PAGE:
Children make a positive start to Reception. For example, in science, children explore the effect of light on a prism, experiment with melting ice and hunt for sea creatures in the outside space. Leaders work with teachers in key stage 1 so that children are well prepared for Year 1. Staff help children to develop their communication and learn how to play positively together.

Leaders plan to work with other schools in the trust to share subject expertise and to devise a curriculum which will prepare pupils well, both now and in the future. Governors ask the right questions of school leaders. They have developed their approach so that they can support and challenge the school to improve further.


The arrangements for safeguarding are effective.

Leaders and governors have worked hard to ensure that staff are alert and watchful for the signs that pupils might be at risk. Staff have had relevant training and know how to report any concerns that they have.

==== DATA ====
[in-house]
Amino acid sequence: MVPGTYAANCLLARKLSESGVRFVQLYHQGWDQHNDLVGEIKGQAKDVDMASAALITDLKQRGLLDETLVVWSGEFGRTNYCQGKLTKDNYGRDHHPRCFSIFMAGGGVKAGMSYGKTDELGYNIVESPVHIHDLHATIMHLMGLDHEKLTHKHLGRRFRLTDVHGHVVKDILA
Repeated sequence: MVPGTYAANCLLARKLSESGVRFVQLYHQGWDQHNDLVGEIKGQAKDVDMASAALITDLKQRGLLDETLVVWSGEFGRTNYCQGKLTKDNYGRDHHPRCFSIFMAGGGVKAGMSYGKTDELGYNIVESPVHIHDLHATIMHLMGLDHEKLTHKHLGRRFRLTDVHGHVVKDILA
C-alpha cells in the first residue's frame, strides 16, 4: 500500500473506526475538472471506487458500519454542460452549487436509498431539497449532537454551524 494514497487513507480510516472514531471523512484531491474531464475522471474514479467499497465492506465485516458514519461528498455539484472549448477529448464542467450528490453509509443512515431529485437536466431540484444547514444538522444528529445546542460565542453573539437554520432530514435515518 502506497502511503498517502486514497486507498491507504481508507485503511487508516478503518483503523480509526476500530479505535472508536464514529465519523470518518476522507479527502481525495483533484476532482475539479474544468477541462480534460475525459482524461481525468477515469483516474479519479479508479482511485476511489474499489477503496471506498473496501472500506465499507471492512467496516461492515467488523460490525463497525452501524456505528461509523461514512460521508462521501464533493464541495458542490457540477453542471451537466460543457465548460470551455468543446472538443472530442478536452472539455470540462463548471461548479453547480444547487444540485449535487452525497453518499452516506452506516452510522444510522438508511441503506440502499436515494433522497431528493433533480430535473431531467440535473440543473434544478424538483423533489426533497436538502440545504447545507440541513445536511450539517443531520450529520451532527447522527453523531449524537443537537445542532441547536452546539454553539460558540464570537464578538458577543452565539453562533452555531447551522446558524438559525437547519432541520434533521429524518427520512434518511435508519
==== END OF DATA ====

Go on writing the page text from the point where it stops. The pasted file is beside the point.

Leaders seek advice from outside agencies so that pupils who are vulnerable receive the support that they need. Leaders stress the importance of good attendance and work with families, where necessary, to support pupils to attend more regularly.

What does the school need to do to improve?

(Information for the school and appropriate authority)

Teachers understand the knowledge and skills that pupils need to cover in each year group. Leaders need to continue to support teachers to build their subject knowledge and pedagogical understanding to help them ensure that importantconcepts are remembered by pupils in the longer term. . Leaders need to continue to review the implementation and impact of the new curriculum, along with how teachers use their assessments to inform planning. In particular, they need to check how well the coverage and sequencing of the curriculum help pupils to learn and remember more across the full range of subjects.